Midterm Test – 35 points

One midterm test will be taken online for 35 points. It will consist of 35 multiple choice questions. It will be timed, limited to 90 minutes, and may only be taken once. The midterm has a “hard” deadline and must be completed by that deadline – no extensions.

Required Forum Postings – 25 points

There are numerous forums available for online discussion and help. The HELP forums are optional and exist for students to help each other with problems, issues, or to clarify course problems. Five other forums are required. Students must participate and post to each of these five Required Forums. The required forums occur at the beginning, the end, and approximately every 4 weeks (1/4 through the course). In most cases, students will receive the maximum allowed points for their post. so long as a legitimate, serious effort at the question is attempted.  Simple one-liner responses are not considered serious attempts.

Final Review Prep Exercise – 5 points

In the last unit an practice test consisting of open-ended questions intended to help students prepare for the final exam is available.  Students’ answers are not graded. However, students will receive 5 points for simply attempting the review exercise.

Final Examination – 100 points

The final exam will be comprehensive, covering all material covered by quizzes during the entire semester.  There are 50 multiple choice questions. Each question counts for 2 points.

Required Textbooks & Materials

Taylor, Timothy; Principles of Economics, 3rd Edition, published by Freeloadpress, 2010, ISBN: ISBN: 1-930789-26-2, or 978-1-930789-26-5   NOTE:  Either the 2nd or 3rd edition will be acceptableWhy: Traditional economics textbooks generally cost $200 or more, which I consider too much. Instead I use a textbook that is available direct from the publisher at .
Where to get the textbook: A direct link to the Taylor book in the catalog is here: .  It is also possible to rent the book for 180 days for $29 from

Please note that the book is available in 4 different options:

  • Online only  – not printable and not recommended without a printed copy
  • Digital Bundle: online book plus downloadable .pdf files of each chapter
  • Hybrid Bundle: a printed copy is sent to you plus the online version (approx $40-50) – RECOMMENDED
  • iPhone/iPodTouch Version only – not printable and NOT RECOMMENDED unless you also get the printed book

You may choose whatever option suits you. HOWEVER I STRONGLY RECOMMEND GETTING A PRINTED OR PRINTABLE VERSION. Students with printed versions seem to do better in the course and student feedback suggests it is the better option. The online book requires you to be connected to the Internet whenever you read it.  FINALLY, PLEASE NOTE THAT UNIT 1 IN THE COURSE DOES NOT REQUIRE THE TEXTBOOK, SO YOU HAVE TIME TO HAVE THE PRINTED COPY SHIPPED AND YOU SHOULD GET STARTED BEFORE YOU HAVE THE TEXTBOOK.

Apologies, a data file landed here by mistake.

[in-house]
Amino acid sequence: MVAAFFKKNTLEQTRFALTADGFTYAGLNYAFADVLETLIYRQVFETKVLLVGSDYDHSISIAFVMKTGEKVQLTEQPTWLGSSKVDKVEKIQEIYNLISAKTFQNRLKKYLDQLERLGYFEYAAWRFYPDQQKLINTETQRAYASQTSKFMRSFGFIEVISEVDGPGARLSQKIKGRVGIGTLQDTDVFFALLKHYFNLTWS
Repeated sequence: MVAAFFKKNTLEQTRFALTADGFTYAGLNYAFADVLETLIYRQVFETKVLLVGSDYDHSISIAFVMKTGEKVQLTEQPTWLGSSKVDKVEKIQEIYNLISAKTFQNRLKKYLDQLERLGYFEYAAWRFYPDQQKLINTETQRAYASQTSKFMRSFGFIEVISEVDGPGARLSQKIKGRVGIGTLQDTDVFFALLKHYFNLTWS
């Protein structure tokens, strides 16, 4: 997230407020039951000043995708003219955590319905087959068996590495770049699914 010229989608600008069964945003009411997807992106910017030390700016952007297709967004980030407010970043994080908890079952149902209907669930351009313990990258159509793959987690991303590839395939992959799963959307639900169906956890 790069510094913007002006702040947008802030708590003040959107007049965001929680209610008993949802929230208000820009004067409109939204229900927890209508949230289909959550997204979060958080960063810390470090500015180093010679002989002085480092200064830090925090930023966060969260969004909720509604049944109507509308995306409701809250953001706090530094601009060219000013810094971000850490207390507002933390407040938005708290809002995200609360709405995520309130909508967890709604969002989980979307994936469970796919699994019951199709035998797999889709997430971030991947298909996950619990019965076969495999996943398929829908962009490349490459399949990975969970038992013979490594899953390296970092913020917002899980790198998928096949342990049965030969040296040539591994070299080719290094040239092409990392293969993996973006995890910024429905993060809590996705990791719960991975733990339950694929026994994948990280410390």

Other Materials and Resources

Students must make use of the instructor’s website at All materials that the student needs to read, view, or study are located at Directions about what to read in the textbook and when is also listed at  Links to the website exist in MoodleRooms or students can go directly to the site.  Going directly to the site might be advisable if you are using a mobile device such as an iPad or smart phone.


Technology Requirements

Students must have access to the World Wide Web using standard browsers such as Firefox, IE, Safari, Opera, Konqueror, or Chrome. should display well on any device or browser. It is also useful to have access to software that reads .rtf files and .ppt files. Microsoft Office (Word and Powerpoint) will do this. Openoffice or LibreOffice (Google them) will also do it and is available for free. It is advised to have a high-speed connection and a printer, but not essential.

Contact with the Instructor

Students who contact the instructor by email or by posting a question in the Forums can normally expect a response within 2-3 days, usually faster.  The instructor will be active in the course and checking in 4-5 times per week. For urgent issues, texting or phone is available.

If you are having difficulties with some particular assignment (especially the worksheets), do not hesitate to ask for help online.  There is a “HELP” forum in Moodlerooms at the top of the course – feel free to ask for help.

Student Services at HFCC

Students have access at HFCC to a variety of student services.  For more information, see:  HFCC Student Support Services.

Student Academic Integrity

The very nature of higher education requires that students adhere to accepted standards of academic integrity. The HFCC policies on Academic Dishonesty will be enforced.